Just Developed: French Photographer Drops Flatiron Loft for $5.45 M.

Michel Tcherevkoff, right, with Brandon Remler, also a photographer. (Patrick McMullan)

Michel Tcherevkoff, right, with Brandon Remler, also a photographer. (Patrick McMullan)

Paris native and whimsical commercial photographer Michel Tcherevkoff had an epiphany years ago when as a law student, he visited New York to see his sister, who was working as a model: “There was no comparison between my perceptions of what life could be as an advertising photographer and what my life was as a law student.” Mr. Tcherevkoff was perhaps naively optimistic, lighting out forthwith for creative territory. Had he explained to his parents then, as he forsook the legal world, that he would one day achieve some not-totally-insignificant acclaim for photographing women’s shoes fashioned from floral elements, they would likely have been less than reassured.

But things have turned out okay for the Frenchman. He and Veronica Tcherevkoff have just sold their loft at 15 West 24th Street for $5.45 million, according to city records.

A selection of the seller's floral shoes.

A selection of the seller’s floral shoes.

Mr. Tcherevkoff, who has worked for Canon, L’Oreal and Maybelline, among others, divided the 4,150 square-foot co-op, using the southern space for residential purposes and turning out the northern portion as a studio featuring a dark room, an office and an expanse of open work space. (The buyers, Seth Meisel and Anna Kovner are finance-y types who, we can only guess, will have set aside a budget to efface all evidence of artistic activity in their new home; the place could easily accommodate four bedrooms, but contains only two at present. Then again, everyone needs a hobby—perhaps the buyers, too, might like to try their hands at botanical arts and crafts.)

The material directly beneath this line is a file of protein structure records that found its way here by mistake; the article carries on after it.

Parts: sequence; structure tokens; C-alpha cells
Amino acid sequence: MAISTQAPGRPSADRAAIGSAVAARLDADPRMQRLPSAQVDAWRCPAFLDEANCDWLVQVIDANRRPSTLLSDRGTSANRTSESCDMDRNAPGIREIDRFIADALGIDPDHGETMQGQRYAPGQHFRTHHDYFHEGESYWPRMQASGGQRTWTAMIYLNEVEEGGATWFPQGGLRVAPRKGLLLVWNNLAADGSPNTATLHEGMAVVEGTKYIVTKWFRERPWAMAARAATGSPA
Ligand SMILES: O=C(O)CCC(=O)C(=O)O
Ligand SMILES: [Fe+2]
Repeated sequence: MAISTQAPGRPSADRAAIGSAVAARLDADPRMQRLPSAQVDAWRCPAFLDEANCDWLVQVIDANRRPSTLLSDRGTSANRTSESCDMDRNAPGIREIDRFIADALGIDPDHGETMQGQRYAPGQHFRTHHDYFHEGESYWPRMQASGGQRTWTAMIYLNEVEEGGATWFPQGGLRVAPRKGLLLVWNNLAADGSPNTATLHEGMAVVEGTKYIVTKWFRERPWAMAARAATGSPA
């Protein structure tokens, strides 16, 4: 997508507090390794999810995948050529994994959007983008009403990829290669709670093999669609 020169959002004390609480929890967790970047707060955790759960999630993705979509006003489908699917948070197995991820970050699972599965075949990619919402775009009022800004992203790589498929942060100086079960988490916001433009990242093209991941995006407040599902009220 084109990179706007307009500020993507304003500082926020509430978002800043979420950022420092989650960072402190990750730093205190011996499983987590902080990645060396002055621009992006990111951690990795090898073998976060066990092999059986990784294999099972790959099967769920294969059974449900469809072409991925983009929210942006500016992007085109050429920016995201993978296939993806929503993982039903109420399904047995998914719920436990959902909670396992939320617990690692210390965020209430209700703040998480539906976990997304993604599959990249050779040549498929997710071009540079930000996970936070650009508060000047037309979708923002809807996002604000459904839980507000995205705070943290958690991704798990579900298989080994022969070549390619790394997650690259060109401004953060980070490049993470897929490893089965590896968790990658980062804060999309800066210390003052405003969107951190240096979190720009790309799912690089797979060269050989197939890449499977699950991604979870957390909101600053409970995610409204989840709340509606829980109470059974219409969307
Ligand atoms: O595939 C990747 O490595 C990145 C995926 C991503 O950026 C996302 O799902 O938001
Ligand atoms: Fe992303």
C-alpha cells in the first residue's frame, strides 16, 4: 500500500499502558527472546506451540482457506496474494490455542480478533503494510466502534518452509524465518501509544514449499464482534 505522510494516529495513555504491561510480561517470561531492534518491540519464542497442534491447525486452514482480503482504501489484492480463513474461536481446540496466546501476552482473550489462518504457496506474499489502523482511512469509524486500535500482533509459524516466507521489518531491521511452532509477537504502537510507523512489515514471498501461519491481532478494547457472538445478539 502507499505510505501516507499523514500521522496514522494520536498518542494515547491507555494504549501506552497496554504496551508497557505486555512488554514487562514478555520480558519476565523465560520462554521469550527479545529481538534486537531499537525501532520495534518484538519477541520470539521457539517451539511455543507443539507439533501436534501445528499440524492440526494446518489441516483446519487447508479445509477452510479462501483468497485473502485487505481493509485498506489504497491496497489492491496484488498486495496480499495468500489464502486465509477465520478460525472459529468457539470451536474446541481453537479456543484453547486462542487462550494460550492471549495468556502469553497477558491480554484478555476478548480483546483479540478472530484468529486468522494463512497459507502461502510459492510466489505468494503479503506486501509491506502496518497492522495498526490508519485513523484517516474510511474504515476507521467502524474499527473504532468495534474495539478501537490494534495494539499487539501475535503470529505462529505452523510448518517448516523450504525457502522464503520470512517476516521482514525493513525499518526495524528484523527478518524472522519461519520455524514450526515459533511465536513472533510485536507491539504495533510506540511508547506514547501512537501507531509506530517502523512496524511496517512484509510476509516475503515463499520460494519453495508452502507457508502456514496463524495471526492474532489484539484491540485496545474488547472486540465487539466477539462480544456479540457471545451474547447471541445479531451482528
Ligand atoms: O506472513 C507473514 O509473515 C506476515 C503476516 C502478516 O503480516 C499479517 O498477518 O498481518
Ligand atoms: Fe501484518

Either way, there are numerous elements both useful and attractive to citizens outside the photographer’s guild: a keyed elevator, high ceilings and veritable baths of “natural light from over forty feet of south-facing windows, two enormous skylights and open southern exposure,” according to the listing held by Josh Rubin of Douglas Elliman. Upstairs, a vast roof deck offers “an amazing sense of tranquility,” which might be helpful, what with the anxiety-heightening chaos of Eataly just downstairs.

Pretty, but perhaps not terribly practical in snow.

Pretty, but perhaps not terribly practical in snow.

Just Developed: French Photographer Drops Flatiron Loft for $5.45 M.